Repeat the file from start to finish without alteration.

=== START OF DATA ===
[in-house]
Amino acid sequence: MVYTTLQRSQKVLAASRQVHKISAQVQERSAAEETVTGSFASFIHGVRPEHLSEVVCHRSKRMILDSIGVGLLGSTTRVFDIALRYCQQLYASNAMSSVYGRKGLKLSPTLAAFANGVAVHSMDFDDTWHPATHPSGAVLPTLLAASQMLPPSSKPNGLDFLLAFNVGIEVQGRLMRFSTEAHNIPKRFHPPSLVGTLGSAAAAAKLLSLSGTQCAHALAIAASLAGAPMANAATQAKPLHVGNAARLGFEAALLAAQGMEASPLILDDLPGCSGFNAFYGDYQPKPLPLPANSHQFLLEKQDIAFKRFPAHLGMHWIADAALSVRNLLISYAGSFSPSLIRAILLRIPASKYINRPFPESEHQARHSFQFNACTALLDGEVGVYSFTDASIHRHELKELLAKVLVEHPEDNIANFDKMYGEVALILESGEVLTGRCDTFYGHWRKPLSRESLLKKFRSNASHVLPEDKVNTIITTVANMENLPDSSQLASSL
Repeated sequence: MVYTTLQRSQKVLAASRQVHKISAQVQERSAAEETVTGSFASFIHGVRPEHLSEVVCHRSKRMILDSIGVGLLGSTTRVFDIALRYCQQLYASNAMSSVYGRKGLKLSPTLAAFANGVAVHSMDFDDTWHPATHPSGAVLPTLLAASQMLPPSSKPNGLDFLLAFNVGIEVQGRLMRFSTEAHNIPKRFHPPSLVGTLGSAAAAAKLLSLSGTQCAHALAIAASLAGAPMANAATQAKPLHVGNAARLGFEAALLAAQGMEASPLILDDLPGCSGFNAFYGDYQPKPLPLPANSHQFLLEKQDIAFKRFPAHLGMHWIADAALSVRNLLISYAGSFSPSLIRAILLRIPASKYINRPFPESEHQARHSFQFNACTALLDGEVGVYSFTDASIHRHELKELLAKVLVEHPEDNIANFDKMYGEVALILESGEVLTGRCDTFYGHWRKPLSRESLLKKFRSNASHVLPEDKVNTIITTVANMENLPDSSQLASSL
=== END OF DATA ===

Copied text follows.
[in-house]
Amino acid sequence: MVYTTLQRSQKVLAASRQVHKISAQVQERSAAEETVTGSFASFIHGVRPEHLSEVVCHRSKRMILDSIGVGLLGSTTRVFDIALRYCQQLYASNAMSSVYGRKGLKLSPTLAAFANGVAVHSMDFDDTWHPATHPSGAVLPTLLAASQMLPPSSKPNGLDFLLAFNVGIEVQGRLMRFSTEAHNIPKRFHPPSLVGTLGSAAAAAKLLSLSGTQCAHALAIAASLAGAPMANAATQAKPLHVGNAARLGFEAALLAAQGMEASPLILDDLPGCSGFNAFYGDYQPKPLPLPANSHQFLLEKQDIAFKRFPAHLGMHWIADAALSVRNLLISYAGSFSPSLIRAILLRIPASKYINRPFPESEHQARHSFQFNACTALLDGEVGVYSFTDASIHRHELKELLAKVLVEHPEDNIANFDKMYGEVALILESGEVLTGRCDTFYGHWRKPLSRESLLKKFRSNASHVLPEDKVNTIITTVANMENLPDSSQLASSL
Repeated sequence: MVYTTLQRSQKVLAASRQVHKISAQVQERSAAEETVTGSFASFIHGVRPEHLSEVVCHRSKRMILDSIGVGLLGSTTRVFDIALRYCQQLYASNAMSSVYGRKGLKLSPTLAAFANGVAVHSMDFDDTWHPATHPSGAVLPTLLAASQMLPPSSKPNGLDFLLAFNVGIEVQGRLMRFSTEAHNIPKRFHPPSLVGTLGSAAAAAKLLSLSGTQCAHALAIAASLAGAPMANAATQAKPLHVGNAARLGFEAALLAAQGMEASPLILDDLPGCSGFNAFYGDYQPKPLPLPANSHQFLLEKQDIAFKRFPAHLGMHWIADAALSVRNLLISYAGSFSPSLIRAILLRIPASKYINRPFPESEHQARHSFQFNACTALLDGEVGVYSFTDASIHRHELKELLAKVLVEHPEDNIANFDKMYGEVALILESGEVLTGRCDTFYGHWRKPLSRESLLKKFRSNASHVLPEDKVNTIITTVANMENLPDSSQLASSL